Warren’s Plan to Rebuild the State Department Doesn’t Go Far Enough
Adding 8,000 foreign service officers won’t solve America’s diplomatic problems. State needs to prioritize data science, expand strategic planning, and encourage mid-career training, too.
Sen. Elizabeth Warren’s plan to “rebuild the State Department,” released on June 28, is the boldest commitment to diplomacy by any U.S. presidential candidate so far. With the nation enthralled by the spectacle of career diplomats bravely standing up against corruption, Warren’s proposal to end the practice of appointing campaign donors to ambassadorships and double the size of the foreign service should be lauded. The current size of the foreign service is just shy of 8,000 people (excluding specialists such as diplomatic security and IT staff, who add an extra 6,000). The department estimates that each additional overseas staff position costs $400,000. This could work out to about $3.2 billion per year—a sizable investment in U.S. diplomacy.
But Warren’s bold plan also raises a big question. How will 8,000 new diplomats improve U.S. foreign policy? The foreign service has generally been relegated to a subordinate role within the bureaucracy behind an ever larger National Security Council and the outsized influence of the Defense Department. Few career diplomats make it to the top echelons of policymaking, crowded out by political appointees selected more for loyalty than experience. Doubling the number of bureaucrats drafting cables, issuing demarches, and holding the door for political appointees will do little to empower U.S. diplomacy if their hard-earned expertise is not seen as valuable in the policy process.
Instead, new ideas are required to rebuild what the distinguished former Ambassador William Burns termed the “institutional wreckage” of the State Department following years of mismanagement. There are three ways new diplomats should be utilized: Warren should invest in training, widely adopt state-of-the-art policymaking techniques, and reserve the majority of leadership positions for career diplomats.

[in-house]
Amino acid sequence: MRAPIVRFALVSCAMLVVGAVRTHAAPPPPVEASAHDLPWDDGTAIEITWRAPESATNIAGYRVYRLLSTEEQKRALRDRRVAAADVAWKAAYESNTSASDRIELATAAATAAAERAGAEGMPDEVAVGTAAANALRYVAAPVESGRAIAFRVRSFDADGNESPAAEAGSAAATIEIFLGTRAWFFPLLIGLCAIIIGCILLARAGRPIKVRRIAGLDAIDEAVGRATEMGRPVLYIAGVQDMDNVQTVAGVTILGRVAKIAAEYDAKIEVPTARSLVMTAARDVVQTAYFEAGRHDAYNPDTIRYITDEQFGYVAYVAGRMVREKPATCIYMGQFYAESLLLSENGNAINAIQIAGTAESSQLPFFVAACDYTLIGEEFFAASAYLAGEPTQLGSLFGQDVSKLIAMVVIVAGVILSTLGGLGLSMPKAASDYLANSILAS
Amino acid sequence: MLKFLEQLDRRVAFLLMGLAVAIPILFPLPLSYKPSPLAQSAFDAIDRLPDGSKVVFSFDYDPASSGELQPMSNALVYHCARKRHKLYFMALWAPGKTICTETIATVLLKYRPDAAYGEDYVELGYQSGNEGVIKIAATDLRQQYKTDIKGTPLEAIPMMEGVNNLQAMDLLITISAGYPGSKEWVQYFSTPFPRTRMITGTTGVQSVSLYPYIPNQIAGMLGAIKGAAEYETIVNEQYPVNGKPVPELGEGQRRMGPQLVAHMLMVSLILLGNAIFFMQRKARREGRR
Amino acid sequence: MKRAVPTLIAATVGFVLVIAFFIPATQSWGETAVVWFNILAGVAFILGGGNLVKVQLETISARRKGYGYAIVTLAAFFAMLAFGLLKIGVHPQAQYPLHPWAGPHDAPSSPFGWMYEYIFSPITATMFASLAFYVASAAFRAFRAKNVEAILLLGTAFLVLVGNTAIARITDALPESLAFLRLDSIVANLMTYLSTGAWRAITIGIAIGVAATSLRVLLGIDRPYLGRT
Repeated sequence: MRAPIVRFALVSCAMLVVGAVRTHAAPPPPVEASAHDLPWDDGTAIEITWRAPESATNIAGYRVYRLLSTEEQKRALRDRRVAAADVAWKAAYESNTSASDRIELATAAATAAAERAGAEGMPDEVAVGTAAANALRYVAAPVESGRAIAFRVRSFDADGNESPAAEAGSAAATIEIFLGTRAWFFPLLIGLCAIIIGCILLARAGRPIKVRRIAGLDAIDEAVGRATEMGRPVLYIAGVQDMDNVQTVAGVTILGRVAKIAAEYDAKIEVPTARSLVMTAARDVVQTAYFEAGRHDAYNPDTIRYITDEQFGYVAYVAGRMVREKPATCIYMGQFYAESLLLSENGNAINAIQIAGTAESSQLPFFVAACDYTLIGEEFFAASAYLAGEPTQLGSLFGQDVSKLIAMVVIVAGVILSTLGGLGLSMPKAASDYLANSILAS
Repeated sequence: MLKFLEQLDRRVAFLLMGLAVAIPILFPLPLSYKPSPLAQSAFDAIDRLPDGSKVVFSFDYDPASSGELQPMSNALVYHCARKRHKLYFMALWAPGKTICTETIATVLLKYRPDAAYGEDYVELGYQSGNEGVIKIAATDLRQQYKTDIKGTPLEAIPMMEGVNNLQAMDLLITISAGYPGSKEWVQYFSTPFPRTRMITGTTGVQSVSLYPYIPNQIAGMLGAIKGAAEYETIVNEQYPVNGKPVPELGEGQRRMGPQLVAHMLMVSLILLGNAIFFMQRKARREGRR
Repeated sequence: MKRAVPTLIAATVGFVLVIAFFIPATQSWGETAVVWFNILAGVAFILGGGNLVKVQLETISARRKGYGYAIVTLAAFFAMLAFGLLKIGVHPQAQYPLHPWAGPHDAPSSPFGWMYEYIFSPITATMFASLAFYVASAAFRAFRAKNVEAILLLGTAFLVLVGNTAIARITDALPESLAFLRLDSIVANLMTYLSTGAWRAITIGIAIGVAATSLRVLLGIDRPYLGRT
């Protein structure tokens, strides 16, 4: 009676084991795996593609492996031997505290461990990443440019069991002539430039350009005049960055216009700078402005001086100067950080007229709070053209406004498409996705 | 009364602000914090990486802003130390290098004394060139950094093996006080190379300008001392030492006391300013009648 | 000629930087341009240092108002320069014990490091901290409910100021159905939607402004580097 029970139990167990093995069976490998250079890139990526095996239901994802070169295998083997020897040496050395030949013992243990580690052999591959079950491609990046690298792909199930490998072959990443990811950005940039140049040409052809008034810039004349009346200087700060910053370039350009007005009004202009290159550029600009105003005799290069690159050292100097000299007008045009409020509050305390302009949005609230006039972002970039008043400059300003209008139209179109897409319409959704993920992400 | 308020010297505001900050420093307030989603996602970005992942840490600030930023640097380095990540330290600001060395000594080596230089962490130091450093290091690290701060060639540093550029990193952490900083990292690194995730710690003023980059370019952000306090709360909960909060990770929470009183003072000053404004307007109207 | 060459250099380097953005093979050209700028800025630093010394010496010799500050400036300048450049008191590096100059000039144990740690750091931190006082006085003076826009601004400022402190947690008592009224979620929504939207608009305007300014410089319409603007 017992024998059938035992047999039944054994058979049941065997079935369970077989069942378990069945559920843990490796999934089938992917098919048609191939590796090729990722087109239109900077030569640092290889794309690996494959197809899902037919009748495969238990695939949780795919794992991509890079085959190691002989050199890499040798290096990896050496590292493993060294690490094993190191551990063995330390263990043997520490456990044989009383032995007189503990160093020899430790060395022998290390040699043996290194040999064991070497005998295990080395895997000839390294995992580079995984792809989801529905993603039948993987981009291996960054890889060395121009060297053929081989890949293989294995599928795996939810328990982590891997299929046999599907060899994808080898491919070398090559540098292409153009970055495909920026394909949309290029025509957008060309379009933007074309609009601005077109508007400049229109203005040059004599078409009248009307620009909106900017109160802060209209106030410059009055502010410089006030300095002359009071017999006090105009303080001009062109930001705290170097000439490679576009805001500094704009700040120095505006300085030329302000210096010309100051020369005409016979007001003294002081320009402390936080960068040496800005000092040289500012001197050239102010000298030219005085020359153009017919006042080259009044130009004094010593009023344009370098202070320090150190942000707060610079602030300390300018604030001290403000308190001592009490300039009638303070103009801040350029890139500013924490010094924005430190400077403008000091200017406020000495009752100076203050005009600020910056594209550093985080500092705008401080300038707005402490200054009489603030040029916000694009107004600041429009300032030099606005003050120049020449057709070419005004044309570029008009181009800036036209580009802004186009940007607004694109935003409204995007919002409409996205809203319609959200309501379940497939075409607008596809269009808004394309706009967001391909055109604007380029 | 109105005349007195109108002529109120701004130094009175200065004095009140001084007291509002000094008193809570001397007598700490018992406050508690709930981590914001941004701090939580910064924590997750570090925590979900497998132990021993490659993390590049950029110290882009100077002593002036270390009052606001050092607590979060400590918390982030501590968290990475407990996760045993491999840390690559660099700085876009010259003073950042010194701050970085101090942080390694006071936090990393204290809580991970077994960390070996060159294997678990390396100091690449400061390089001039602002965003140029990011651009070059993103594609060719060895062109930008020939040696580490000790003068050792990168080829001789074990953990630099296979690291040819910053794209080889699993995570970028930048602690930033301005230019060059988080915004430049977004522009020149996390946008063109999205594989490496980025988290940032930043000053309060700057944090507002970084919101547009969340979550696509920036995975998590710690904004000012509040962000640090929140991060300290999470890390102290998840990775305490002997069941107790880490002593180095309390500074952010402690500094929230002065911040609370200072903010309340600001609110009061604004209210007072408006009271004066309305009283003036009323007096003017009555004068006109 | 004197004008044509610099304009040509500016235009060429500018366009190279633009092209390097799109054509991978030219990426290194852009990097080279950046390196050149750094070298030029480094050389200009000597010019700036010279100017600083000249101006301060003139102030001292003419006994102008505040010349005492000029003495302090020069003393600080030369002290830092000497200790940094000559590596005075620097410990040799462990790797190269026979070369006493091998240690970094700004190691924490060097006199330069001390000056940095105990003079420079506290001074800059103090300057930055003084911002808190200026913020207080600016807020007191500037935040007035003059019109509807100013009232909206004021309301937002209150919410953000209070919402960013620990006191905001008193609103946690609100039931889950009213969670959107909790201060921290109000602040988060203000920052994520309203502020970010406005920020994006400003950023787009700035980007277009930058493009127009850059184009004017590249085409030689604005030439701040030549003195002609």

First, the department must send more staff to training. Though training takes talented officers out of the field in the short term, it is a necessary investment. Over a 30-year career, a diplomat must find time to study language, history, and culture; the latest technology; management skills; and so much more.
This time away from one’s desk needs to be built into staffing patterns. The Pentagon plans and budgets for a 15 percent surplus of officers above required staffing in order to allow staff the time and opportunity to pursue additional training. State, by contrast, often pressures its officers to avoid training due to staffing shortages. If the foreign service grew to twice its size (reaching 16,000 officers), the department should also institutionalize a 15 percent float, putting 2,400 officers into training at any given time.
Training has never been incentivized for foreign service officers. It is a sure way to get passed over for promotion, which is perilous in an “up-or-out” personnel system designed to automatically retire officers who lag behind. Officers receive no performance evaluations while in training, which blinds promotion panels from evaluating newly acquired skills.
For example, when I decided to pursue a Ph.D. in international relations, the State Department required me to take leave without pay. If I returned, I would be forbidden from bringing up my new skills in future promotion deliberations and would return to the department at the same rank as when I left. Such rules disincentivize many officers from pursuing advanced education. That is counterproductive. The department must reward training and find creative ways to utilize new skills.
Second, the department must widely adopt state-of-the-art policymaking techniques. The reality is that U.S. foreign-policy institutions rely on outmoded decision-making processes that are based too much on personality and opinion. The methods used to gather and evaluate the evidence on which policies rest are far too ad hoc and subjective. Policy should be based on data and evidence, not the whims and preferences of senior staff.
Three areas are ripe for investment: data science, strategic planning, and monitoring and evaluation (M&E). Warren emphasizes the need for data science. This is an important place to start and is a point that has surfaced in previous department rebuilding efforts. Unfortunately, past efforts to emphasize data at the department have failed. A small data science office staffed by outsiders will have little effect on policy. Instead, data science and analytics need to be integrated into the information-gathering and decision-making process of every bureau, embassy, and office.